#8

The problem isn't occurring on MtGox's side of things, it's occurring on PayPal's.

The scammer gains access to a PayPal account that isn't theirs, then uses the PayPal funds to buy Bitcoins. If the scammer can withdraw the bitcoins before the owner of the PayPal account finds out and gets PayPal to reverse the transaction, the scammer has won.

Even if the legitimate owner of the PayPal account has a perfect reputation, PayPal is still going to reverse the transaction if someone else uses that account fraudulently.

If someone offered insurance to cover this, it wouldn't work. The honest user would never buy the insurance, because they know their PayPal payment will be good. The scammer would always buy the insurance, because they know there is a high risk of PayPal reversing the transaction. The insurance company would go out of business.

On the other hand, a valid and viable insurance model would be to allow people to pay a premium to cover the risk of losing their MtGox balance if MtGox went out of business in the 30 days after an exchange is carried out and before the bitcoins can be withdrawn. I wonder what the market rate would be for that, per month?
Anonymous
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October 09, 2010, 12:53:42 PM
 #9

I never blamed mt gox I know paypal are douchebags and always sell out their merchants. What we really need is a payment processor that doesnt have chargebacks.
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October 09, 2010, 01:50:33 PM
 #10

What we really need is a payment processor that doesnt have chargebacks.

Take your pick:
Liberty Reserve, Pecunix, Liqpay, Strictpay, Routepay, Solidtrustpay, c-gold, Global Digital Pay, ECUmoney, WebMoney, V-Money, Fethard,
PerfectMoney, Epayarea, Epassport, Procurrex. Contact, OkPay, Ukash, CashU, Wallie, Paysafecard, Gbullion. HDmoney.
SmokeTooMuch
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October 09, 2010, 02:24:32 PM
 #11

Take your pick:
[...]Ukash, CashU,[...] Paysafecard,[..]

But you can't change back prepaid cards into money, and I guess all the others are little to none known.
I guess we should compare all of them and pick the best one for our purposes and make it a quasi-standard.

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idev
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October 09, 2010, 02:56:47 PM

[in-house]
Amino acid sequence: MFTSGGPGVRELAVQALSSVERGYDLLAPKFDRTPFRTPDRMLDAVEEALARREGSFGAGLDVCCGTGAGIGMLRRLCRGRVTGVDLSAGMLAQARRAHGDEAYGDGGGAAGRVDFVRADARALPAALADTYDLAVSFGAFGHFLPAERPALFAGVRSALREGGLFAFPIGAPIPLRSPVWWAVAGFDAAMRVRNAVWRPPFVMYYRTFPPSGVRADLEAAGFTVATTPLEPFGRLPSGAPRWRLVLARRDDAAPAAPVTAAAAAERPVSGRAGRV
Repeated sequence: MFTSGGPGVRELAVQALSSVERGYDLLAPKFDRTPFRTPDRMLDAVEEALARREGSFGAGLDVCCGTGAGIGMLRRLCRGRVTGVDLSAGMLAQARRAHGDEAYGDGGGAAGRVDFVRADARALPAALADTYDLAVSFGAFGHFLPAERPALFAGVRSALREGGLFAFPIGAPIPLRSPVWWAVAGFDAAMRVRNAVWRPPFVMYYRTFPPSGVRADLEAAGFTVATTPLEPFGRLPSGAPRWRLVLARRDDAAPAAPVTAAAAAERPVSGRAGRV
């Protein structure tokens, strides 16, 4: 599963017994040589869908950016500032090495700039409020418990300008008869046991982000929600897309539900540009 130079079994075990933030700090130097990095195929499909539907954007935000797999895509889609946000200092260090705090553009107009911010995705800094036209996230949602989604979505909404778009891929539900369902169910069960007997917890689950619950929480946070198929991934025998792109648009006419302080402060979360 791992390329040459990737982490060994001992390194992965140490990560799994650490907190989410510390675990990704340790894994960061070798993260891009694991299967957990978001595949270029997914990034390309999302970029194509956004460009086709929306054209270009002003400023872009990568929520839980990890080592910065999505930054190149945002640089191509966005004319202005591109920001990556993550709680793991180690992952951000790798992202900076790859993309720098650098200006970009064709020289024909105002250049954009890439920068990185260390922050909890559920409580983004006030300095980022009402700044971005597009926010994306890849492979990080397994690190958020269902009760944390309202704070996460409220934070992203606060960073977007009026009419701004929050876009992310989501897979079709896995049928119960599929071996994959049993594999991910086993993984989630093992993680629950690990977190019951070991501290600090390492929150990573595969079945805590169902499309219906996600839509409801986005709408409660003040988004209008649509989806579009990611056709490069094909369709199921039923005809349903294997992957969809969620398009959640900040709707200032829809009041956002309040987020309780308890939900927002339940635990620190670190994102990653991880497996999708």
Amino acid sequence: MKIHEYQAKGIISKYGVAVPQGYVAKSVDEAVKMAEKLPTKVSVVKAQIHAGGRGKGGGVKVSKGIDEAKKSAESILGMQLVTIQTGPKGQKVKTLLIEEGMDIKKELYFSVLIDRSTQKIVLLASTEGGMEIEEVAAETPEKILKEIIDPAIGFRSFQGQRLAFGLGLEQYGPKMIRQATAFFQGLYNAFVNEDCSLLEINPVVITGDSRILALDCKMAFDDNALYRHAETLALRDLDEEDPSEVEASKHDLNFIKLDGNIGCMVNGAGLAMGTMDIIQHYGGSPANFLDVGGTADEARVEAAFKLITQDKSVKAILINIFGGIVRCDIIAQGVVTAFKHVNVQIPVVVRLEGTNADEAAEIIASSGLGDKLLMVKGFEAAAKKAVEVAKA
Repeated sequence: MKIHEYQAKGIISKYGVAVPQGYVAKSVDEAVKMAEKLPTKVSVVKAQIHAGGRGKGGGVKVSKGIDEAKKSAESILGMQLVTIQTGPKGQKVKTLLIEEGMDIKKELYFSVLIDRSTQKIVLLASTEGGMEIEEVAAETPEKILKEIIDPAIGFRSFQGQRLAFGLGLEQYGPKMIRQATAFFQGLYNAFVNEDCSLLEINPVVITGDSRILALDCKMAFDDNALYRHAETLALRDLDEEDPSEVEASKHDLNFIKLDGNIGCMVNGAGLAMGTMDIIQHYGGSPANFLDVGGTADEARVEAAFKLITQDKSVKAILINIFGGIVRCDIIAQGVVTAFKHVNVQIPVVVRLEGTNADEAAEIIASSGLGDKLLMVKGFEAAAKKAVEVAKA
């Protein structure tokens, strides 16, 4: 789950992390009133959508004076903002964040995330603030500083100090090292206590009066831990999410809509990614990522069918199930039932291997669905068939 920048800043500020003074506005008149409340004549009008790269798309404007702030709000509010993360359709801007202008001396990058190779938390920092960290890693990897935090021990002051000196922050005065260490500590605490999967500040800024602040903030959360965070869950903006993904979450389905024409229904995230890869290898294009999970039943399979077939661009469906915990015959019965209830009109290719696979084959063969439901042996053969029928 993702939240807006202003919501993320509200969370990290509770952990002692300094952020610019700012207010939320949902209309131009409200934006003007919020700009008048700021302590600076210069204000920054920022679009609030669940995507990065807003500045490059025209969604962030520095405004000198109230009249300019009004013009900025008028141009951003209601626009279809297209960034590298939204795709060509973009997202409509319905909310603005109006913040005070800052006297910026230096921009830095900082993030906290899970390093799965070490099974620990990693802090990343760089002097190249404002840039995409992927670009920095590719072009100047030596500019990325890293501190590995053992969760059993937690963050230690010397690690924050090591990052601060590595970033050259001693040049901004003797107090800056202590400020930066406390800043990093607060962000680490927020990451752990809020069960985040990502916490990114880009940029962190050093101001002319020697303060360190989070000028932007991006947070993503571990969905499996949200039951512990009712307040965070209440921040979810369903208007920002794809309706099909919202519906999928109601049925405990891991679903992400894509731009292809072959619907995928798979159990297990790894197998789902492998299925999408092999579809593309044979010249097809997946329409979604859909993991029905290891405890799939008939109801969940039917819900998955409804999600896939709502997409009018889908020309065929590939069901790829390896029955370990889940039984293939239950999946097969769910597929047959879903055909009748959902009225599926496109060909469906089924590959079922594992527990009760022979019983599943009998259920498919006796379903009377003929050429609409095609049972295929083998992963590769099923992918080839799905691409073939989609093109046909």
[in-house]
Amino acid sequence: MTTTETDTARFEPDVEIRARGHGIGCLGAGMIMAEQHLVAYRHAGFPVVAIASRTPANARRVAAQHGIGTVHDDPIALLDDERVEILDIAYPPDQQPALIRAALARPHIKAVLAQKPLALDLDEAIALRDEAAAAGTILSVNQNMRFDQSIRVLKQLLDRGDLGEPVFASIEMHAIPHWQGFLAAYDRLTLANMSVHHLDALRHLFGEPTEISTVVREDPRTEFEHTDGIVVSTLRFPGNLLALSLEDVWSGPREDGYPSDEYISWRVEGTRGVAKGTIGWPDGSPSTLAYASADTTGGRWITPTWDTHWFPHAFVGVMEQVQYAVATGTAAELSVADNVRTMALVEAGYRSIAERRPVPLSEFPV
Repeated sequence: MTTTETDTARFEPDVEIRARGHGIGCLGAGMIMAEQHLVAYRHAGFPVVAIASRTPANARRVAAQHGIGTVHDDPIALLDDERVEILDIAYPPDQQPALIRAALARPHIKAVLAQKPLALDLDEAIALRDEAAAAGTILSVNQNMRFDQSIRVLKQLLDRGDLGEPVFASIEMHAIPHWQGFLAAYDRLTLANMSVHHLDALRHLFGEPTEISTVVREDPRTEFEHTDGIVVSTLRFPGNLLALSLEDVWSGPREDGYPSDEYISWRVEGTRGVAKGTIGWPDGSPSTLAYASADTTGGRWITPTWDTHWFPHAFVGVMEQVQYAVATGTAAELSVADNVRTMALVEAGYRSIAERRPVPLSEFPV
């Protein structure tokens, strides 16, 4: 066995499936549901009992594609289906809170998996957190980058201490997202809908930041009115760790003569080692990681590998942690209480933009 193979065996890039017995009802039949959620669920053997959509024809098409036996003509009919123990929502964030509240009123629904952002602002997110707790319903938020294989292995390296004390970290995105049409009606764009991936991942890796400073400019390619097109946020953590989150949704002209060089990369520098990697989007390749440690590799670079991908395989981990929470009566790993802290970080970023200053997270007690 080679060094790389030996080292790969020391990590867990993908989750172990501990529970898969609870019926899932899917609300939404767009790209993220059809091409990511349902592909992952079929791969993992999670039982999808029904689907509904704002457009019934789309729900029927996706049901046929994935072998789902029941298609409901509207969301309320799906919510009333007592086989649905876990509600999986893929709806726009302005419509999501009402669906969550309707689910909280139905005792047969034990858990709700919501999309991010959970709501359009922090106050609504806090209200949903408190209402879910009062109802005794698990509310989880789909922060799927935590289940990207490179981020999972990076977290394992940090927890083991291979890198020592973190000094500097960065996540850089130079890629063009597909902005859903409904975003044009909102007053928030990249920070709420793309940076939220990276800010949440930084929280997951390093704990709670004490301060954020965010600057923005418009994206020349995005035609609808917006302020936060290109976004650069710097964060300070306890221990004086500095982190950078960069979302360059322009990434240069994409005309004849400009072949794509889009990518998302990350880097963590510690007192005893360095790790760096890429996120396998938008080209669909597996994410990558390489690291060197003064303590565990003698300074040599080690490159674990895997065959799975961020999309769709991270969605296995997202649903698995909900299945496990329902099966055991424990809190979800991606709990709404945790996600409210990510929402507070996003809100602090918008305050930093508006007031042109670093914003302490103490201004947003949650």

#12

Take your pick:
[...]Ukash, CashU,[...] Paysafecard,[..]

But you can't change back prepaid cards into money, and I guess all the others are little to none known.
I guess we should compare all of them and pick the best one for our purposes and make it a quasi-standard.

Oh yes you can, you can exchange them for cash or other e-currencies like BC.
SmokeTooMuch
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October 09, 2010, 07:22:58 PM
 #13

I was thinking of something a bit different.
If one of us would host an own Payment Processor, I mean a real business, then I guess (not sure if my thoughts are bulletproof, having some headaches right now) there could be a way of making sure that every real person only owns one account.

The scheme would be like this:

A customer registers at the PP(payment processor) with all of his data.
Real name, real adress, real phone number, (maybe a copy od his ID),a public key and two passwords.
One of that is a usual password, you type it on the keyboard. The other one consists only of numbers (5+ digits) and won't be typed on the keyboard, but on a virtual keyboard on the screen with the mouse. The virtual keyboard looks like the number block on the keyboard but the position of each number is randomly chosen.
7 8 9              5 1 0
4 5 6   ---->    3 8 4
1 2 3              7 9 2
   0                   6
This way we make sure, that no keylogger can log the registration process.
Then all of this data gets encrypted and send to the PP which will decrypt it.

Now the PP checks all of this data for validity. Adress (and maybe phone number) have to be connected to the provided real name, like in a public phone book or somehting. Then the PP will send a letter with some random text to the adress. The customer have to call the PP via phone with the provided real phone number and repeat the received text.

After the verification process the PP creates a certificate with the customer data and encrypts it with his own private key (to make it save against edits). then another encryption with the customers puplic key and sends it to the customer (maybe on a usb drive via mail, not sure about this yet).

The customer now decrypts the file with the PP's public key and now has his authentifaction file.
Now everytime the customer logs in he has to upload this file, has to type his password and again his "number password" on a rotating virtual number block.

This processing makes sure:
-that the password cant get logged
-cracking a password is a lot more difficult because you will need to crack the real password plus the number password which will provide the 100000th fold security of the normal password (5+ digits = at least 5^10) plus to make a automated cracking script you first need to make the script recognize the number fields on the virtual keyboard
-sniffing the network for the certificates isnt enough because you also need the password
-if you are able to crack the password you still need to sniff the network for the certificate file



Well I really hope this would work and I'm not typing bullshit right now, this headache is killing me.